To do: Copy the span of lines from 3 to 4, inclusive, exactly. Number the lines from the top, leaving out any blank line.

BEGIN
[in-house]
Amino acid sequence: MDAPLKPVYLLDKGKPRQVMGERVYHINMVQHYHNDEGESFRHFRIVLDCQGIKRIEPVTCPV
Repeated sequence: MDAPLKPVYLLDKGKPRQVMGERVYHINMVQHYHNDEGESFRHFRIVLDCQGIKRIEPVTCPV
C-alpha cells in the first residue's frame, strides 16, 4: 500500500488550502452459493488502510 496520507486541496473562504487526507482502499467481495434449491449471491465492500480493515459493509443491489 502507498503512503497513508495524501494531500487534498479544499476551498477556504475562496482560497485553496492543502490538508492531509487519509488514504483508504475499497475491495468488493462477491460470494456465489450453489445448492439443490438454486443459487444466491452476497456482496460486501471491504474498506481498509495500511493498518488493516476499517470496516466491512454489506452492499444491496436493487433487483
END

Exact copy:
Repeated sequence: MDAPLKPVYLLDKGKPRQVMGERVYHINMVQHYHNDEGESFRHFRIVLDCQGIKRIEPVTCPV
C-alpha cells in the first residue's frame, strides 16, 4: 500500500488550502452459493488502510 496520507486541496473562504487526507482502499467481495434449491449471491465492500480493515459493509443491489 502507498503512503497513508495524501494531500487534498479544499476551498477556504475562496482560497485553496492543502490538508492531509487519509488514504483508504475499497475491495468488493462477491460470494456465489450453489445448492439443490438454486443459487444466491452476497456482496460486501471491504474498506481498509495500511493498518488493516476499517470496516466491512454489506452492499444491496436493487433487483